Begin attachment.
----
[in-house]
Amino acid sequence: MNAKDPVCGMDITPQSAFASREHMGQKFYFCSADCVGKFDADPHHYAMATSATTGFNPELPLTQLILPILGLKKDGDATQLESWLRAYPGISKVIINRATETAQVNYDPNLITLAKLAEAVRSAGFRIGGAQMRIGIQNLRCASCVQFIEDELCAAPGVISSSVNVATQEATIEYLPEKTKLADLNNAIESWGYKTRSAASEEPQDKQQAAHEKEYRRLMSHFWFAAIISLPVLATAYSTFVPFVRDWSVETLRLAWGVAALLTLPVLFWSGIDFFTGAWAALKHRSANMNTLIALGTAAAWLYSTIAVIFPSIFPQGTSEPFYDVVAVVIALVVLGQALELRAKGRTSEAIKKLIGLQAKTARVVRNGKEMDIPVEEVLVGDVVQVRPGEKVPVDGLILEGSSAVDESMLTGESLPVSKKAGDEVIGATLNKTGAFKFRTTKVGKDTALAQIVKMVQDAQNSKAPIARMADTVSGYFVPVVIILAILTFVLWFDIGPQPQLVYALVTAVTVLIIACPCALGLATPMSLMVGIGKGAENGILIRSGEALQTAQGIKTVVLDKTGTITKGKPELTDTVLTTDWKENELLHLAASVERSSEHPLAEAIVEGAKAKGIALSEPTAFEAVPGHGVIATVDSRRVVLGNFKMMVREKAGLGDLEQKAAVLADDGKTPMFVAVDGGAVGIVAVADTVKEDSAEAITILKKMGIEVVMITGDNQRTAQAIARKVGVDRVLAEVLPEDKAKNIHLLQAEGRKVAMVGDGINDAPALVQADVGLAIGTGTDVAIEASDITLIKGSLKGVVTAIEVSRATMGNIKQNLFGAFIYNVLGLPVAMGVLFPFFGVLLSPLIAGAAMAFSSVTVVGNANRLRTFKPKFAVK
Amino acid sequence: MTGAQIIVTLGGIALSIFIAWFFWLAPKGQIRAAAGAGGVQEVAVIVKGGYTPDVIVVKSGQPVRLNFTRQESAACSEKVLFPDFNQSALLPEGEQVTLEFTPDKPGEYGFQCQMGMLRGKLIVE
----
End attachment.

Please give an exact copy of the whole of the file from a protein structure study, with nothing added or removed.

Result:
[in-house]
Amino acid sequence: MNAKDPVCGMDITPQSAFASREHMGQKFYFCSADCVGKFDADPHHYAMATSATTGFNPELPLTQLILPILGLKKDGDATQLESWLRAYPGISKVIINRATETAQVNYDPNLITLAKLAEAVRSAGFRIGGAQMRIGIQNLRCASCVQFIEDELCAAPGVISSSVNVATQEATIEYLPEKTKLADLNNAIESWGYKTRSAASEEPQDKQQAAHEKEYRRLMSHFWFAAIISLPVLATAYSTFVPFVRDWSVETLRLAWGVAALLTLPVLFWSGIDFFTGAWAALKHRSANMNTLIALGTAAAWLYSTIAVIFPSIFPQGTSEPFYDVVAVVIALVVLGQALELRAKGRTSEAIKKLIGLQAKTARVVRNGKEMDIPVEEVLVGDVVQVRPGEKVPVDGLILEGSSAVDESMLTGESLPVSKKAGDEVIGATLNKTGAFKFRTTKVGKDTALAQIVKMVQDAQNSKAPIARMADTVSGYFVPVVIILAILTFVLWFDIGPQPQLVYALVTAVTVLIIACPCALGLATPMSLMVGIGKGAENGILIRSGEALQTAQGIKTVVLDKTGTITKGKPELTDTVLTTDWKENELLHLAASVERSSEHPLAEAIVEGAKAKGIALSEPTAFEAVPGHGVIATVDSRRVVLGNFKMMVREKAGLGDLEQKAAVLADDGKTPMFVAVDGGAVGIVAVADTVKEDSAEAITILKKMGIEVVMITGDNQRTAQAIARKVGVDRVLAEVLPEDKAKNIHLLQAEGRKVAMVGDGINDAPALVQADVGLAIGTGTDVAIEASDITLIKGSLKGVVTAIEVSRATMGNIKQNLFGAFIYNVLGLPVAMGVLFPFFGVLLSPLIAGAAMAFSSVTVVGNANRLRTFKPKFAVK
Amino acid sequence: MTGAQIIVTLGGIALSIFIAWFFWLAPKGQIRAAAGAGGVQEVAVIVKGGYTPDVIVVKSGQPVRLNFTRQESAACSEKVLFPDFNQSALLPEGEQVTLEFTPDKPGEYGFQCQMGMLRGKLIVE